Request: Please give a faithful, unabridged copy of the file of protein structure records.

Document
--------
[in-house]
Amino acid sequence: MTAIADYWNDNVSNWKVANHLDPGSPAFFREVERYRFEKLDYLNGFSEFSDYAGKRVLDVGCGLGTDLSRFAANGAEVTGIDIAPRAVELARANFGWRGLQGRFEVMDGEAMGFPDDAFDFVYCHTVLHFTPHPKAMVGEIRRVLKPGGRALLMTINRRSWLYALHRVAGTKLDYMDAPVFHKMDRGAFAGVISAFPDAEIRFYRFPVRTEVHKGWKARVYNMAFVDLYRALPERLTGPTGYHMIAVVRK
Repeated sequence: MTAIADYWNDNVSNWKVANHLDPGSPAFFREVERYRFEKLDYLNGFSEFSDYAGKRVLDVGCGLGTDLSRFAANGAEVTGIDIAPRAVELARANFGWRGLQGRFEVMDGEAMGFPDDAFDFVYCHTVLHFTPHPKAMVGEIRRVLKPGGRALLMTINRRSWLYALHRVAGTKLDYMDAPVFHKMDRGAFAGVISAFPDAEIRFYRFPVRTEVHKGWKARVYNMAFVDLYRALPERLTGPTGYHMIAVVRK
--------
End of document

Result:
[in-house]
Amino acid sequence: MTAIADYWNDNVSNWKVANHLDPGSPAFFREVERYRFEKLDYLNGFSEFSDYAGKRVLDVGCGLGTDLSRFAANGAEVTGIDIAPRAVELARANFGWRGLQGRFEVMDGEAMGFPDDAFDFVYCHTVLHFTPHPKAMVGEIRRVLKPGGRALLMTINRRSWLYALHRVAGTKLDYMDAPVFHKMDRGAFAGVISAFPDAEIRFYRFPVRTEVHKGWKARVYNMAFVDLYRALPERLTGPTGYHMIAVVRK
Repeated sequence: MTAIADYWNDNVSNWKVANHLDPGSPAFFREVERYRFEKLDYLNGFSEFSDYAGKRVLDVGCGLGTDLSRFAANGAEVTGIDIAPRAVELARANFGWRGLQGRFEVMDGEAMGFPDDAFDFVYCHTVLHFTPHPKAMVGEIRRVLKPGGRALLMTINRRSWLYALHRVAGTKLDYMDAPVFHKMDRGAFAGVISAFPDAEIRFYRFPVRTEVHKGWKARVYNMAFVDLYRALPERLTGPTGYHMIAVVRK